Thursday, October 2, 2008

C of E child abuse was ignored for decades

C of E child abuse was ignored for decades
By Jonathan Wynne-JonesLast Updated: 2:50AM BST 22 Oct 2007
Child abuse has gone unchecked in the Church of England for decades amid a cover up by bishops, secret papers have revealed.
Telegraph TV: Church child abuse 'unchecked'
Information that could have prevented abuse has been "lost or damaged", concerns about individuals have been ignored and allegations have not been recorded. It means that the Church has no idea how many paedophiles are in its midst.
Lawyers warned last night that the Church faces a crisis as catastrophic as the one that engulfed the Roman Catholic Church and cost it millions of pounds in damages.
Richard Scorer, a solicitor who has specialised in child abuse cases, said that the Church of England's mistakes amounted to "an appalling, shocking level of negligence" that is likely to leave it open to claims from victims who have been too afraid to speak out in the past. The Church is to launch an urgent investigation on an unprecedented scale.
It will look at the records of thousands of clergy – including those who have retired – church employees, lay workers and volunteers dating back decades in an attempt to expose those who have previously escaped prosecution and identify those who pose "current risks".
Dioceses will appoint independent reviewers with access to all of their personnel files. These are due to be examined over an 18-month period.
However, the internal Church documents – leaked to The Sunday Telegraph – show that even if churchwardens, who are lay officials, are found to have previous allegations against them, the Church has no power to suspend them.
Bishops have called for the review following two high-profile cases last spring. One of the documents, compiled by the Church's Central Safeguarding Liaison Group, concedes that "most serious concerns will have been known by the senior staff at the time".
The Church has been guilty of systemic failures on a large scale, according to the document. "Some records may have been lost or damaged," it says, adding that warnings from psychologists might also have been ignored.
The liaison group was asked to draw up a review policy by the House of Bishops, which discussed the plans at its meeting earlier this month.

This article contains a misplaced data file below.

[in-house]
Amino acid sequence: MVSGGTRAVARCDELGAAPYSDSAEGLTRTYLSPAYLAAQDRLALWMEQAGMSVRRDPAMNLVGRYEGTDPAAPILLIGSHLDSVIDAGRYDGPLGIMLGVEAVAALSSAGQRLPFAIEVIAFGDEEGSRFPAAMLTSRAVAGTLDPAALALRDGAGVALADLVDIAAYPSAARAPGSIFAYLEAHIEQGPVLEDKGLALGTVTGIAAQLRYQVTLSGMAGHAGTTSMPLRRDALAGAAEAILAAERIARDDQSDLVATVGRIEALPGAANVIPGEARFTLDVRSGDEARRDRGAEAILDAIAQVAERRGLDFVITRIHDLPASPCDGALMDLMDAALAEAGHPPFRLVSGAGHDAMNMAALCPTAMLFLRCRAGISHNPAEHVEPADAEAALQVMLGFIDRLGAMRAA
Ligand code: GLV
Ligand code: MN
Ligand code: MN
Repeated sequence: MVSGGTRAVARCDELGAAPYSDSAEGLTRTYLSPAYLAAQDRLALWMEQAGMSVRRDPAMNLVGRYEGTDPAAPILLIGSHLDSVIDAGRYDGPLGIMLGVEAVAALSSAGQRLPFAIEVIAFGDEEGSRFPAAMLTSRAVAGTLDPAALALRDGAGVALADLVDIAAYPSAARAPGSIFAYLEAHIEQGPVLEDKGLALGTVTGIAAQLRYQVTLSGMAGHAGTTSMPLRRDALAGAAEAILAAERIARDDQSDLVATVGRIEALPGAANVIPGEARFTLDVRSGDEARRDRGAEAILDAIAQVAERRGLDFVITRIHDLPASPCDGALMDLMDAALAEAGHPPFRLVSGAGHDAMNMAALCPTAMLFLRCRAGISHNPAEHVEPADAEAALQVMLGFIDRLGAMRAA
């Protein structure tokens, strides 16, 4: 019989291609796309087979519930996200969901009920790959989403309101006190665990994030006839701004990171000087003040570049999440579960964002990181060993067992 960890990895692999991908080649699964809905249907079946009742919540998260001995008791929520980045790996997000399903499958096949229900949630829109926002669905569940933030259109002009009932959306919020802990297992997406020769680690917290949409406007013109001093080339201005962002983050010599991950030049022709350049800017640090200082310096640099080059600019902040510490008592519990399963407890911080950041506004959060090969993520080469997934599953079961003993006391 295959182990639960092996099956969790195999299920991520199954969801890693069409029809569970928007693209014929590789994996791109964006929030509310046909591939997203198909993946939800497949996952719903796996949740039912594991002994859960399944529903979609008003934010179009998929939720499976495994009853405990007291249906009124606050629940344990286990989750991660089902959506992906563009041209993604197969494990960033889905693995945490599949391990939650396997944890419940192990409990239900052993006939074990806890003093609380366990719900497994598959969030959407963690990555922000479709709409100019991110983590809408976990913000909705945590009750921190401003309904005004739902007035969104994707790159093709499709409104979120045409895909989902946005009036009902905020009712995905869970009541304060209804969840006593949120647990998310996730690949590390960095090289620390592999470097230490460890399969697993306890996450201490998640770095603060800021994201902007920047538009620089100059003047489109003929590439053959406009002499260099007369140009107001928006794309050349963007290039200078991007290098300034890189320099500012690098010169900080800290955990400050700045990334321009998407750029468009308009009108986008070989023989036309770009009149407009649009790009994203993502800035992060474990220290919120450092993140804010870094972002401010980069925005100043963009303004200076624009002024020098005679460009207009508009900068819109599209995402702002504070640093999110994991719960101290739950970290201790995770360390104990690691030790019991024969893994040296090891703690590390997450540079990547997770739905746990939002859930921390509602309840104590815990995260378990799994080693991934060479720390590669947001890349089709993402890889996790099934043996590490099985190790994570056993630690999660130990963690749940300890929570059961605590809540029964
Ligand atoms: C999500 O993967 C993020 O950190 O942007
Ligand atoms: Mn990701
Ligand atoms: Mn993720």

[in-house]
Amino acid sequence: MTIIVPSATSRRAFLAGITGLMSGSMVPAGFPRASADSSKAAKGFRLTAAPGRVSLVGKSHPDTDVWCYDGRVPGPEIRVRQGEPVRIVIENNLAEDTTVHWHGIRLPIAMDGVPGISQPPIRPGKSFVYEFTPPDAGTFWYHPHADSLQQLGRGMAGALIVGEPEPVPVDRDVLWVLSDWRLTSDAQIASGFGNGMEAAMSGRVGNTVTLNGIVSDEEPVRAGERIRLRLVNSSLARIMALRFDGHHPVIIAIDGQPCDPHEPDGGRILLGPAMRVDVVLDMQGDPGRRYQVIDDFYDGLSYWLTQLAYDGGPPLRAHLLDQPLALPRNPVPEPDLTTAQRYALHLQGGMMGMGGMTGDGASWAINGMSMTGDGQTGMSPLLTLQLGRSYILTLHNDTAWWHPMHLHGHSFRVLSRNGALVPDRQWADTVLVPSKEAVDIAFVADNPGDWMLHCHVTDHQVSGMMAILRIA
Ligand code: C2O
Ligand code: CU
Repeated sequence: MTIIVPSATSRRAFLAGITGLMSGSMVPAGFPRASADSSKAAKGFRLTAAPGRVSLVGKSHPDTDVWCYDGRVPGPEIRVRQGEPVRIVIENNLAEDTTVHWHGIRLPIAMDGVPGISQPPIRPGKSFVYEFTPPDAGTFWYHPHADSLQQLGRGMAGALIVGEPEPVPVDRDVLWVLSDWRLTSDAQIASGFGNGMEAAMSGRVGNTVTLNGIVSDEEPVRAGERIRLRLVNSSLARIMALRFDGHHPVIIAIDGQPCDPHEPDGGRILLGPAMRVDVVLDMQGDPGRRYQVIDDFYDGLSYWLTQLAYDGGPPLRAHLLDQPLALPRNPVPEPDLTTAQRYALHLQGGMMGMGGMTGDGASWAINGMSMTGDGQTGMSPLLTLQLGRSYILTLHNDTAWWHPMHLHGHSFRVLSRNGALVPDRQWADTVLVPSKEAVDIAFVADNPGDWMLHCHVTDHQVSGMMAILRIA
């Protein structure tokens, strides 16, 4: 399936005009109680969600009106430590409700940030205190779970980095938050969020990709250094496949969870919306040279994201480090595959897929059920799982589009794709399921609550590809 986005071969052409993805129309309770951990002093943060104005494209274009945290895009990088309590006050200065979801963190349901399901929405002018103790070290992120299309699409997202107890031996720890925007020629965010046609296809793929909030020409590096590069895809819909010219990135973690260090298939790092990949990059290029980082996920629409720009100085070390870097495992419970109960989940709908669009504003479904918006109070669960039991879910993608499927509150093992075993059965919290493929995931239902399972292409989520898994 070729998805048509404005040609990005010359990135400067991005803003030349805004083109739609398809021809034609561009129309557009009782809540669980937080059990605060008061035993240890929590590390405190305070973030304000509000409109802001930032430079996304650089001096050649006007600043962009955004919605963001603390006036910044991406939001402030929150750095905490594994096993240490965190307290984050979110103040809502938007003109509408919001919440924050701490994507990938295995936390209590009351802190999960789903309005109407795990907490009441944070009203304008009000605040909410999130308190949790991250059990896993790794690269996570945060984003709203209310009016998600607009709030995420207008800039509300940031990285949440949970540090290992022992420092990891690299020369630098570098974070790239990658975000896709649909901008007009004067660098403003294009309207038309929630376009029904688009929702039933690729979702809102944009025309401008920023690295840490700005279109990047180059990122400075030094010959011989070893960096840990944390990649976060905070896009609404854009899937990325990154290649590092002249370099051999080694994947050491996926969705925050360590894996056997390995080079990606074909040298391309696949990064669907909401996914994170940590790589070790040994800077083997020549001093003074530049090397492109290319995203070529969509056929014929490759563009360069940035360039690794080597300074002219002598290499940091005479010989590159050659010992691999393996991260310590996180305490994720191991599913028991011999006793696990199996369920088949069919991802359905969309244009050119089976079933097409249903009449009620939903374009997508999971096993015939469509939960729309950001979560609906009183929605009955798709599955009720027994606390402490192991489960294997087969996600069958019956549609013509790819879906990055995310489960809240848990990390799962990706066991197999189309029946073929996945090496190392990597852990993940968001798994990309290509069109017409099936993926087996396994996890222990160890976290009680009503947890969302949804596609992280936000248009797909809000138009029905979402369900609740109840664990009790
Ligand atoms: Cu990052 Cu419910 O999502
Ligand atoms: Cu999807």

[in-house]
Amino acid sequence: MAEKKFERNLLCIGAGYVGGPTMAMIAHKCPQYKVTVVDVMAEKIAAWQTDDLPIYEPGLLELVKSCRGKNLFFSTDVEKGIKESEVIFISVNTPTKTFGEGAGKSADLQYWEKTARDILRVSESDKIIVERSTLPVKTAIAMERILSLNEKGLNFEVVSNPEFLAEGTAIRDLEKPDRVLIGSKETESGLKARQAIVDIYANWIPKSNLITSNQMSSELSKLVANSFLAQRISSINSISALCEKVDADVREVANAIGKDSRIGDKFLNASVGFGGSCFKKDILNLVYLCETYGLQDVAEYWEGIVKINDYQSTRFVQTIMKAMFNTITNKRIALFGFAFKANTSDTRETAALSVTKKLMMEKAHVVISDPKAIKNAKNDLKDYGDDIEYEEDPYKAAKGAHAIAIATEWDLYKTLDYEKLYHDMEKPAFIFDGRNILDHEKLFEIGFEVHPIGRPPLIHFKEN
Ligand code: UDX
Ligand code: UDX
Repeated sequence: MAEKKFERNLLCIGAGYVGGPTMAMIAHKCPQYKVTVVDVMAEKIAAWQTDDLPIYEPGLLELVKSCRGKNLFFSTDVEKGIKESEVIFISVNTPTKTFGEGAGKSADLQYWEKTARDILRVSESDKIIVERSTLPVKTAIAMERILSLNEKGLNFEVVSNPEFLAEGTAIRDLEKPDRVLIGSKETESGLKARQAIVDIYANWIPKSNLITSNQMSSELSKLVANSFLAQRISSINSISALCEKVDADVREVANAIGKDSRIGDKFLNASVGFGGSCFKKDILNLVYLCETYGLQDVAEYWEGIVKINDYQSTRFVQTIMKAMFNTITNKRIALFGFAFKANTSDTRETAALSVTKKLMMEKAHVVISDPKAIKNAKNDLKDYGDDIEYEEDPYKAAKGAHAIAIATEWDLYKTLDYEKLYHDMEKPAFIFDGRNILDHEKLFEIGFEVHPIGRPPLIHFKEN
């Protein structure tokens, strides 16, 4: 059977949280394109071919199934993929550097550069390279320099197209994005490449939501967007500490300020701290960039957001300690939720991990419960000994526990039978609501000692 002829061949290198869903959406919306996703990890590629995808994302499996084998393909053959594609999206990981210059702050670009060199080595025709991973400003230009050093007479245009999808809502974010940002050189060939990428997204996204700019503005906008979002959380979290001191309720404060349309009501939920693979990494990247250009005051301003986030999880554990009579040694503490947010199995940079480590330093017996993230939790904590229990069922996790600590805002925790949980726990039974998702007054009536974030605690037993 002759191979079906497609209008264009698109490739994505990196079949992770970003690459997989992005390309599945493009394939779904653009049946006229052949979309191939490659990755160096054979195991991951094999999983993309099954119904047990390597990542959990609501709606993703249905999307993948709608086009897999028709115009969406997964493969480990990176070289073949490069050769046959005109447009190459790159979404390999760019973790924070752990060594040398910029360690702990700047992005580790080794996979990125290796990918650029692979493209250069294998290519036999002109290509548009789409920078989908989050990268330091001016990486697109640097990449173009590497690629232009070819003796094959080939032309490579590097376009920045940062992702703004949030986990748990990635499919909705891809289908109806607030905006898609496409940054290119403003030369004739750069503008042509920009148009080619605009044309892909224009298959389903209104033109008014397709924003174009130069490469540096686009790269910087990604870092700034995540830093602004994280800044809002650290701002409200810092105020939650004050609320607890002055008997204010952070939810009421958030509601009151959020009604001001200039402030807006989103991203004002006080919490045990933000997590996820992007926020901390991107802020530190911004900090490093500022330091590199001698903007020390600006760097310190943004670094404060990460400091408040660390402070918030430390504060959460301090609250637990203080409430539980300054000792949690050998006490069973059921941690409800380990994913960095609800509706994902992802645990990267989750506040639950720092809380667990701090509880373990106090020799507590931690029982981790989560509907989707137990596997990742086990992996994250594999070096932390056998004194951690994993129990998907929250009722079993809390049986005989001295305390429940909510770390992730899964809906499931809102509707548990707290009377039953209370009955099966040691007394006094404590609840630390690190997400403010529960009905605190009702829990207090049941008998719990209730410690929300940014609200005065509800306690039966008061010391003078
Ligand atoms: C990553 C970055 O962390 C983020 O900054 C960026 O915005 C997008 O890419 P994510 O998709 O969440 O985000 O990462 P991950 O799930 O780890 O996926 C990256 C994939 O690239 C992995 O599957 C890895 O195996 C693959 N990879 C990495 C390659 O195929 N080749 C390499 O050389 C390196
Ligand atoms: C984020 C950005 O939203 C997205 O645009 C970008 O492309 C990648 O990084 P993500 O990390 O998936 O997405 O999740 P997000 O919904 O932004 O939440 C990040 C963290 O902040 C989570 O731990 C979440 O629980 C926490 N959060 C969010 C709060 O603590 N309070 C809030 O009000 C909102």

Dr Rowan Williams, the Archbishop of Canterbury, who was at the meeting, has backed the need for a comprehensive review following the two child abuse cases.
"Every parish has got to have a child protection policy and it needs to work properly," he said.
The liaison group is chaired by the Rt Rev Anthony Priddis, the Bishop of Hereford, and includes the Rev Pearl Luxon, the Church's child protection adviser, as well as other clergy with experience in legal, social and probation work.
The bishops agree that "there may well be gaps in the Church's collective memory" that have allowed sex offenders to go unpunished. A confidential letter to be sent out as part of the review, says: "What has emerged is that had proper risk assessments been carried out in the light of concerns that may first have come to light about particular individuals many years ago, subsequent instances of child abuse might possibly have been prevented…
"It is clear that some incidents were dealt with in a way that meant that the ongoing risk posed by the individual was not fully assessed and contained."
The review has been welcomed by one victim. He said he had confided in a bishop – now retired – that he had been abused by a serving vicar, but that no action had been taken against the vicar.
"The Church has persuaded people in the past that they don't have to take it further," he said. "There has been a long-standing tendency to just sweep things under the carpet and cover things up and just move priests on."
While the Catholic Church has been hit by dozens of sex abuse cases, the Church of England had been relatively unaffected until spring this year. But in May, the Rev David Smith, 52, of Clevedon, Somerset, was jailed for 5½ years for sexually abusing six boys over a 30-year period.
Concerns had been raised about him in 1983, and again in 2001. The complainants were assured that the matter had been "dealt with".
In April, Peter Halliday, 61, a choirmaster from Farnborough, Hampshire, was jailed for 30 months after admitting abusing boys in his church choir in the 1980s.
It emerged that leading clerics had been told of his behaviour 17 years earlier, but he had been allowed to leave the Church quietly.
A spokesman for the Church said: "We would hope that in the majority of cases things have been dealt with, but we are realistic enough to admit that mistakes have been made and there may still be some risk attached to those cases."

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